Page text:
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Abstract

Sequence stratigraphy is the study of sedimentary rocks within a temporal framework. The basic premise is that marine sedimentary rocks were deposited in a series of cycles that result from the relative fall and rise of sea level. The depositional pattern can vary widely from basin to basin, depending upon variations in sediment supply and basin tectonics.

The fundamental mapping unit of sequence stratigraphy is a depositional sequence. Vail et al. (1977) defined a depositional sequence as “a stratigraphic unit composed of a relatively conformable succession of genetically related strata and bounded at its top and base by unconformities or their correlative conformities.” Depositional sequences can be mapped using seismic, wireline log, and outcrop data.

What distinguishes sequence stratigraphy from other paradigms is that strata are interpreted within a chronostratigraphic framework. Chronostratigraphy can be determined using different types of data sets. High-resolution bio stratigraphy is essential to the dating of sequences and determining paleo-environments. Correlation of bedding (stratal) surfaces defines time lines based on physical stratigraphy. Finally, seismic reflections are generated at stratal boundaries, and tend to follow them within the limits of seismic resolution. Thus, seismic reflections, with certain exceptions, represent time lines within the limits of their resolution. This key chronostratigraphic feature makes seismic reflections ideal tools for defining the chronostratigraphy of a sedimentary basin and for correlating strata.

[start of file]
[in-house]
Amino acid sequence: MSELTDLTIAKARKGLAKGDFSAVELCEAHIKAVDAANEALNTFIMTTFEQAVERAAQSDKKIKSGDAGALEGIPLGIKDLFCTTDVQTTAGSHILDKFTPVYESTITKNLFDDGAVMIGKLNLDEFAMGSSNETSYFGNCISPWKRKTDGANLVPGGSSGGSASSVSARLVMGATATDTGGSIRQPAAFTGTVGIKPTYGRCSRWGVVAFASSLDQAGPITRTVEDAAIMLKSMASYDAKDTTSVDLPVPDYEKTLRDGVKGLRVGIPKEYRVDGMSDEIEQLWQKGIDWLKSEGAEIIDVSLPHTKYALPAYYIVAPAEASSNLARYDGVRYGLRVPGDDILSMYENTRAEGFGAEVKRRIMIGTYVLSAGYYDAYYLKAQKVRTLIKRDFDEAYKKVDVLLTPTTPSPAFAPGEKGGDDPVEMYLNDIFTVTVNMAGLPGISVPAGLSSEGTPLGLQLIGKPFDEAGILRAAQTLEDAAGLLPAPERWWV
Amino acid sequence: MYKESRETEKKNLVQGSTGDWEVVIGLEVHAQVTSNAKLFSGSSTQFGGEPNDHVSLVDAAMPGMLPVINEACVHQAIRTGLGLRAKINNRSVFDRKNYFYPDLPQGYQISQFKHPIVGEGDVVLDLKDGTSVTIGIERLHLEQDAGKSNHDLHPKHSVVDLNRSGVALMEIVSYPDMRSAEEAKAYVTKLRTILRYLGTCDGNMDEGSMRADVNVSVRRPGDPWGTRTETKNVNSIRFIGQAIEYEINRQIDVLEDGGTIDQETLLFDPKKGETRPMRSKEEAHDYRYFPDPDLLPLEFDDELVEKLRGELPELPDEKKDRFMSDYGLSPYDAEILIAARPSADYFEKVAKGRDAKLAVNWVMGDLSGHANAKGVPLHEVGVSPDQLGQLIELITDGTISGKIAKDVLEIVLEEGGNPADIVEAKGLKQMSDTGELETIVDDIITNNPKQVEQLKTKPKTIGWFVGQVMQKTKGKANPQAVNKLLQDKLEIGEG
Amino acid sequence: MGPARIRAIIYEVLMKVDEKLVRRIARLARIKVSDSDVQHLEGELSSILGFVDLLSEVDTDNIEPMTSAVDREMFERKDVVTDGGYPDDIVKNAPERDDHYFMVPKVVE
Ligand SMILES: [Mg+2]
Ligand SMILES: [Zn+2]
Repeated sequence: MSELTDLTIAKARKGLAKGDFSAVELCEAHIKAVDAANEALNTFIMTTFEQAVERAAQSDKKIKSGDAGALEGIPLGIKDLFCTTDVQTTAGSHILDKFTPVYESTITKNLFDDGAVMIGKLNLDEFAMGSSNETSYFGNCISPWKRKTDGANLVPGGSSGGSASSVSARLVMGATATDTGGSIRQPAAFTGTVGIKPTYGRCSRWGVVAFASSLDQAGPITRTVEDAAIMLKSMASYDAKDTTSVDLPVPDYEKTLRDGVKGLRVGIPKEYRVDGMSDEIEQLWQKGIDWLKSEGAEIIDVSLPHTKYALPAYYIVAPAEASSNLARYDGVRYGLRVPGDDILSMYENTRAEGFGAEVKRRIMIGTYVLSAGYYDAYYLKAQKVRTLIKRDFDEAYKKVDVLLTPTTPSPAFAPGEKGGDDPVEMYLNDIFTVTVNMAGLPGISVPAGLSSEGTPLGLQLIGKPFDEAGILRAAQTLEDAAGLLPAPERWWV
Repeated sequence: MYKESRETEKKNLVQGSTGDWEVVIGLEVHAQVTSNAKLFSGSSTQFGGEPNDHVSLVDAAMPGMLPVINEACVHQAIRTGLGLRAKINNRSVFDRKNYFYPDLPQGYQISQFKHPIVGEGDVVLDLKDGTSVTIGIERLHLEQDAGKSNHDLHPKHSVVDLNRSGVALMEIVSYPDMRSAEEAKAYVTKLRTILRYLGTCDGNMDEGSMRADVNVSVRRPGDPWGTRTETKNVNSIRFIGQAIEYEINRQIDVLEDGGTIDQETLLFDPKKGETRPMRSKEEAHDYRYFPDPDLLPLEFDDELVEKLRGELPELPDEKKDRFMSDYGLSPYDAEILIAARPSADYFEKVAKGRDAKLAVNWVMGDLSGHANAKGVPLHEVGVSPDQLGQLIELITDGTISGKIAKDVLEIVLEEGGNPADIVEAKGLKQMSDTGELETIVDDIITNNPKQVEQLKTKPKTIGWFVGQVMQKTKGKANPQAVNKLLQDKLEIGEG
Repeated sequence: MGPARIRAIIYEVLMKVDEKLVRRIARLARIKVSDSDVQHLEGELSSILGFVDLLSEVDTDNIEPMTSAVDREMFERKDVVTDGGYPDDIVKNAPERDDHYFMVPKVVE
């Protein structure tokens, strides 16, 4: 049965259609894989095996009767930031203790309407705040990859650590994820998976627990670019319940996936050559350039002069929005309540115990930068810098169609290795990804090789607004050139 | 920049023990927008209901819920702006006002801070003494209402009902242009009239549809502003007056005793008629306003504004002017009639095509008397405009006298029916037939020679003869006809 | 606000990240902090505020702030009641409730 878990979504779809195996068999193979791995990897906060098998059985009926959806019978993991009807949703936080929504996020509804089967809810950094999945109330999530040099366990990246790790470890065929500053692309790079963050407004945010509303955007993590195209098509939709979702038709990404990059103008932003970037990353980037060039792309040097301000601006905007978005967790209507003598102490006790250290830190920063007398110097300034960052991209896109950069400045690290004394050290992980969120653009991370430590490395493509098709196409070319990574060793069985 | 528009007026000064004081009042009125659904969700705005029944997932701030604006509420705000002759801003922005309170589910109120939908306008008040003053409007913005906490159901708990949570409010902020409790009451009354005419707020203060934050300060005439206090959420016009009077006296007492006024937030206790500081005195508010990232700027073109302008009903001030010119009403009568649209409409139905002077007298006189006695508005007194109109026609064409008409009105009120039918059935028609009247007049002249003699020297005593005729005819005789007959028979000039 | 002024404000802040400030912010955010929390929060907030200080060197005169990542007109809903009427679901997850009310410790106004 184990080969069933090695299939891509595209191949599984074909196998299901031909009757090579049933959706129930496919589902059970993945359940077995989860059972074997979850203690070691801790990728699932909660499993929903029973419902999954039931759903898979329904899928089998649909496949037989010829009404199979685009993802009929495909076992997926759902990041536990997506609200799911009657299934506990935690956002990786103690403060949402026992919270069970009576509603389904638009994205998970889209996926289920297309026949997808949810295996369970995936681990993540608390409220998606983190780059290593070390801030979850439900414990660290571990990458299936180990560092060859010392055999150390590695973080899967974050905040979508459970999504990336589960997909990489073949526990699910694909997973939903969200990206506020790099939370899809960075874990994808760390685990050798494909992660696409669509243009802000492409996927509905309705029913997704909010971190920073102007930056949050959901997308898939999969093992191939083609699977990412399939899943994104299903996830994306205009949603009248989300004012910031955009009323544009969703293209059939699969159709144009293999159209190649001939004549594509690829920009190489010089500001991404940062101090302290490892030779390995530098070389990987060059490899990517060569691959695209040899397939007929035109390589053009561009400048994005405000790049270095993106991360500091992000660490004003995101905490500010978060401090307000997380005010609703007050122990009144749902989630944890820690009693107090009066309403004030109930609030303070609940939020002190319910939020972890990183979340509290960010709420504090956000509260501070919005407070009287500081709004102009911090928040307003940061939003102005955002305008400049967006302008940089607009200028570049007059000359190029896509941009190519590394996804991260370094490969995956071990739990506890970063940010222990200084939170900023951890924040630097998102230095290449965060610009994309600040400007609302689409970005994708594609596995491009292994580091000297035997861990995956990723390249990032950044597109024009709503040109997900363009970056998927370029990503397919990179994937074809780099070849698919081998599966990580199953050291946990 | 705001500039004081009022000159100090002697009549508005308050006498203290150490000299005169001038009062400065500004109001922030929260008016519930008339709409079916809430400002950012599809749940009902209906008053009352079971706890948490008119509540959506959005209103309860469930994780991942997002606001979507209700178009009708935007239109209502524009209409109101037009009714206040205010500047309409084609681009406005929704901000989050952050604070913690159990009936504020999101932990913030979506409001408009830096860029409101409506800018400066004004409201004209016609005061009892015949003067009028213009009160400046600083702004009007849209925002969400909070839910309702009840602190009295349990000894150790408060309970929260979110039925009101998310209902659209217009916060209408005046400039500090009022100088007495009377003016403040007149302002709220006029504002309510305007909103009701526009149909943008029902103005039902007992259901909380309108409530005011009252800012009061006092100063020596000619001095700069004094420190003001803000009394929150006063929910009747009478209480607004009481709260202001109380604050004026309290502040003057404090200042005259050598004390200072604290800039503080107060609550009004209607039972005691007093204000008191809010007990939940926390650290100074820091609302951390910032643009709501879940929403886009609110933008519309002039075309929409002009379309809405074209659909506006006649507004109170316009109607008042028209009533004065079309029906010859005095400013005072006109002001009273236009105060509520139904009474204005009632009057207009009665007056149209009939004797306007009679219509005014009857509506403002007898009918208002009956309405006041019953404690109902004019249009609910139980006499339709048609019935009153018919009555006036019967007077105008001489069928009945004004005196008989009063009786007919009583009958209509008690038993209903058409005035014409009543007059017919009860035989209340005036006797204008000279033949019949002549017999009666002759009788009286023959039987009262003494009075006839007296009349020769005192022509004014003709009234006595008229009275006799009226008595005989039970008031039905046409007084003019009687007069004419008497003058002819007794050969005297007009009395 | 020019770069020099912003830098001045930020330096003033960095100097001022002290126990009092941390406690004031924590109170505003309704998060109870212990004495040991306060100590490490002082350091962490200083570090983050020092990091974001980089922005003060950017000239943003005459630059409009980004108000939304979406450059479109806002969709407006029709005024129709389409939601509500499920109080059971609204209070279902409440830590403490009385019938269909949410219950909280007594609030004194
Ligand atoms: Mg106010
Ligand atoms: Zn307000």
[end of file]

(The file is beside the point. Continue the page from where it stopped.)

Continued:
The most controversial aspect of sequence stratigraphy is that sequence boundaries of the same age can be found in basins worldwide; therefore, sequence boundaries are considered

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